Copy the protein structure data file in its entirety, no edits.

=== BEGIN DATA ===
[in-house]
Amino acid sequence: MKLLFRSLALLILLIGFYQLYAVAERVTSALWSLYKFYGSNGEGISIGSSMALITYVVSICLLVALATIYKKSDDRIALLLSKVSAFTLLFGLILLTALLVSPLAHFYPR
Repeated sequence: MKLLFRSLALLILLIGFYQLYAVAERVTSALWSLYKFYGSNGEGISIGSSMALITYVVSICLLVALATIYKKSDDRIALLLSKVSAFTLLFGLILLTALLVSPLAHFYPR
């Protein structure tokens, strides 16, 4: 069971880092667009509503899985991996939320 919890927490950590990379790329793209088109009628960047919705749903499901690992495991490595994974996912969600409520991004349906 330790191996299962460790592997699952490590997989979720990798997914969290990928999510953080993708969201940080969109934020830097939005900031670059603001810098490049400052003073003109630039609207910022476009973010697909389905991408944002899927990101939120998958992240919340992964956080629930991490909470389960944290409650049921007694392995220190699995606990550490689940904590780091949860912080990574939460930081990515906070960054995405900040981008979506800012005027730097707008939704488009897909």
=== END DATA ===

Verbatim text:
[in-house]
Amino acid sequence: MKLLFRSLALLILLIGFYQLYAVAERVTSALWSLYKFYGSNGEGISIGSSMALITYVVSICLLVALATIYKKSDDRIALLLSKVSAFTLLFGLILLTALLVSPLAHFYPR
Repeated sequence: MKLLFRSLALLILLIGFYQLYAVAERVTSALWSLYKFYGSNGEGISIGSSMALITYVVSICLLVALATIYKKSDDRIALLLSKVSAFTLLFGLILLTALLVSPLAHFYPR
């Protein structure tokens, strides 16, 4: 069971880092667009509503899985991996939320 919890927490950590990379790329793209088109009628960047919705749903499901690992495991490595994974996912969600409520991004349906 330790191996299962460790592997699952490590997989979720990798997914969290990928999510953080993708969201940080969109934020830097939005900031670059603001810098490049400052003073003109630039609207910022476009973010697909389905991408944002899927990101939120998958992240919340992964956080629930991490909470389960944290409650049921007694392995220190699995606990550490689940904590780091949860912080990574939460930081990515906070960054995405900040981008979506800012005027730097707008939704488009897909």